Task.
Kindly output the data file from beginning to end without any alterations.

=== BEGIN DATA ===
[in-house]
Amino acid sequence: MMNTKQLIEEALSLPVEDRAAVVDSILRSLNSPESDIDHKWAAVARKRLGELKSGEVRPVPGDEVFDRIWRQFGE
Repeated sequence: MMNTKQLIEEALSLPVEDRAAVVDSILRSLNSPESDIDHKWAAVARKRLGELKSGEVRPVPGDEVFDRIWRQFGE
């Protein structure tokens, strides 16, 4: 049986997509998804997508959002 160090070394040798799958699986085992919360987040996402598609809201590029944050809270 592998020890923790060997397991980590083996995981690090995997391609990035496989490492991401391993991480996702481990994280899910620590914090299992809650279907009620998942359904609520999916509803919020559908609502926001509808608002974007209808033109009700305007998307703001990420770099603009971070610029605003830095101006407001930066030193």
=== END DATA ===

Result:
[in-house]
Amino acid sequence: MMNTKQLIEEALSLPVEDRAAVVDSILRSLNSPESDIDHKWAAVARKRLGELKSGEVRPVPGDEVFDRIWRQFGE
Repeated sequence: MMNTKQLIEEALSLPVEDRAAVVDSILRSLNSPESDIDHKWAAVARKRLGELKSGEVRPVPGDEVFDRIWRQFGE
């Protein structure tokens, strides 16, 4: 049986997509998804997508959002 160090070394040798799958699986085992919360987040996402598609809201590029944050809270 592998020890923790060997397991980590083996995981690090995997391609990035496989490492991401391993991480996702481990994280899910620590914090299992809650279907009620998942359904609520999916509803919020559908609502926001509808608002974007209808033109009700305007998307703001990420770099603009971070610029605003830095101006407001930066030193």